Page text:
What about the rest of you? How much do lyrics matter? Do the lyrics need to speak to you in order to love a song? Likewise, if a song’s lyrics are silly, can you still bond with the tune?
Favorite lyric from New Religion: “I might just be right this time (searching for the undeniable truth that a man is just a fool)”
Which song has BETTER LYRICS: The Reflex or New Moon on Monday?
Yesterday’s winner: New Moon on Monday
Which video do you like better: The Reflex or Wild Boys?
Last Sunday, Duran Duran celebrated a little anniversary. The Reflex was released 33 years ago that day. 33?! Rhonda often talks about how she cannot believe that this song or this album was released decades ago and I’m right there with her. In this case, this anniversary represents my personal anniversary. I mark it as the date that I became a fan, a Duranie. 33 years ago. I work with teachers who are younger than that.
Anyway, why does this particular song represent my embrace of Duranie-ness? Simple. While I remember liking many of their songs and videos before this one, the Reflex pushed me over the edge into obsession. I couldn’t get enough. I had to watch each time that the video played. In fact, whenever I saw the video I had to call my best friend at the time and vice versa. At our sleepovers, we were glued to Friday Night Videos and MTV in hopes that it would air. We saw it so often that we learned all the moves. In fact, I think I have a picture of my friend doing one of Simon’s classic dance moves.
When I think back to my childhood and doing things like memorizing moves or rewinding videotapes in order to pause when John Taylor turns to the camera, I can’t help but sit shaking my head a bit. It is not that I think we did anything wrong or that we demonstrated our fandom in an obnoxious way. It is more like I wish I could go back in time to see how I experienced my fandom then. I have memories of it and some of them are very vivid, including the ones I shared here. Part of me wishes that I could go back to that time when that love for Duran was so new and so amazing.
I always think of new fandom as being like that “honeymoon phase” of a new relationship when you can’t get enough and no wrong is done. It feels perfect. As an adult, I now see the imperfections of both the band, the fans and even myself. That flawless image cannot remain, just like it never does in a relationship either. No one is perfect and fandom is not either.
The other part of myself wants to give some insight to the young, almost 9 year old me. I want to warn, almost, the younger version of me about how media and others will criticize Duran Duran. They will attempt to be the thumbtacks to my fandom balloon. Perhaps, I would explain how as time goes on, changes happen. Bands evolve and experience change. Some of it will sting a bit but that the heart of Duran Duran will continue to beat on for decades. I would want to ensure my younger self that I’m not wrong for becoming a Duranie. Some points I might make include about their staying power and about the fabulous songs they wrote and performed after the current Seven and the Ragged Tiger album.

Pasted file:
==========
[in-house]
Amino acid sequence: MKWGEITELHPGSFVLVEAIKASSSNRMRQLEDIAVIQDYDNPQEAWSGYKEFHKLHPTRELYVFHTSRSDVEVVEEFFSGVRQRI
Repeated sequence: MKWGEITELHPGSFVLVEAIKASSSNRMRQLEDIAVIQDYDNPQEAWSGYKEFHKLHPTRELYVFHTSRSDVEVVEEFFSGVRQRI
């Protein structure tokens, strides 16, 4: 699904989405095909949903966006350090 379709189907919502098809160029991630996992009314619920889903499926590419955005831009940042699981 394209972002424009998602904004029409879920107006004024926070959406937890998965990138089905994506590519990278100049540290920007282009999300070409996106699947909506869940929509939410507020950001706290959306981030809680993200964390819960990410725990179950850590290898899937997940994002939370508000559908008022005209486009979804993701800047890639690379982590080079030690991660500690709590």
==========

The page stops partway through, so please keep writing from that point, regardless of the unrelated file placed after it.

Beyond the band, I might point out where fandom took me personally. Maybe, I would talk about the states and countries I have visited just to see the band live or about all of the friends I have made as a result. Then, if my younger self handled all of that, I might share the fact that I have written a daily blog with my best friend about being a Duran fan for years. Many years.
What do I think my younger self would say to all of this? I imagine that I wouldn’t be shocked that the band has been around for decades. I might laugh and say something like, “Of course they will be around! Duh!” As far the concert going goes, my 9 year old self would have struggled with that more. After all, at that point, I hadn’t attended a single concert. I could imagine that I would have questions and a couple of exclamations! “Do you dance like the audience did in the Reflex? Do you sing along? What is it like to breath the same air as them? I probably would pass out if I was anywhere near them. Is John as cute as he looks?” Then, my older self could blow my younger self’s mind when I tell her/me about how I have pictures of the band, that I have spoken to them and seen them up close.
As far as the blog goes, my younger self definitely would have been confused by that idea. After all, I would not know anything about the internet for another decade. Overall, though, I think I would have been in awe. Jealous. I would have been excited to grow up and have the experiences I shared. After this conversation, the adult me, the real me might have remembered the feeling of pure joy and innocence that exists in brand new fandom. Then, I will think about the love that can and does grow over time. It isn’t despite the imperfections but because of them. Fandom isn’t perfect and either is the band. What it is, though, is mine. I don’t mean that in a possessive, I’m the only one sort of way. Just that Duran is a part of me, part of my history and always will be. Maybe, someday, I’ll be writing about my 43rd or 53rd anniversary of being a Duranie. That might be just as cool as talking to my younger self.